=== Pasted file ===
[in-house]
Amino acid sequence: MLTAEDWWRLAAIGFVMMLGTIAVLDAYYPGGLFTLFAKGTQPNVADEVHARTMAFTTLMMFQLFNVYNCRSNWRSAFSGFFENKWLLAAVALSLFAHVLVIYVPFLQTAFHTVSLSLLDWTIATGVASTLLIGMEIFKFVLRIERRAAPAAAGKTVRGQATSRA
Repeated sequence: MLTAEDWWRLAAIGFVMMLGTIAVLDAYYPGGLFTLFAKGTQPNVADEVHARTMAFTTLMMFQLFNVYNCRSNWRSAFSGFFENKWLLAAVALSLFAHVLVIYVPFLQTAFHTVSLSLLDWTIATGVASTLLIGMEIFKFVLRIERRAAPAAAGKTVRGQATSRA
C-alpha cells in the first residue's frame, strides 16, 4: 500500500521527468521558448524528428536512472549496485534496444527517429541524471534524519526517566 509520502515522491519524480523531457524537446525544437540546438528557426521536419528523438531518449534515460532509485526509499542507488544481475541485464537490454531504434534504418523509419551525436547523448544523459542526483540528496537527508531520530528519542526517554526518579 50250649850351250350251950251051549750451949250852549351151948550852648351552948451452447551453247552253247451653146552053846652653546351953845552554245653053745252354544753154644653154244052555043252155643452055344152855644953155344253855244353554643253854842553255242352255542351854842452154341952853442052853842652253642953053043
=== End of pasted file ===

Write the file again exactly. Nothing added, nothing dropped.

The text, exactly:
[in-house]
Amino acid sequence: MLTAEDWWRLAAIGFVMMLGTIAVLDAYYPGGLFTLFAKGTQPNVADEVHARTMAFTTLMMFQLFNVYNCRSNWRSAFSGFFENKWLLAAVALSLFAHVLVIYVPFLQTAFHTVSLSLLDWTIATGVASTLLIGMEIFKFVLRIERRAAPAAAGKTVRGQATSRA
Repeated sequence: MLTAEDWWRLAAIGFVMMLGTIAVLDAYYPGGLFTLFAKGTQPNVADEVHARTMAFTTLMMFQLFNVYNCRSNWRSAFSGFFENKWLLAAVALSLFAHVLVIYVPFLQTAFHTVSLSLLDWTIATGVASTLLIGMEIFKFVLRIERRAAPAAAGKTVRGQATSRA
C-alpha cells in the first residue's frame, strides 16, 4: 500500500521527468521558448524528428536512472549496485534496444527517429541524471534524519526517566 509520502515522491519524480523531457524537446525544437540546438528557426521536419528523438531518449534515460532509485526509499542507488544481475541485464537490454531504434534504418523509419551525436547523448544523459542526483540528496537527508531520530528519542526517554526518579 50250649850351250350251950251051549750451949250852549351151948550852648351552948451452447551453247552253247451653146552053846652653546351953845552554245653053745252354544753154644653154244052555043252155643452055344152855644953155344253855244353554643253854842553255242352255542351854842452154341952853442052853842652253642953053043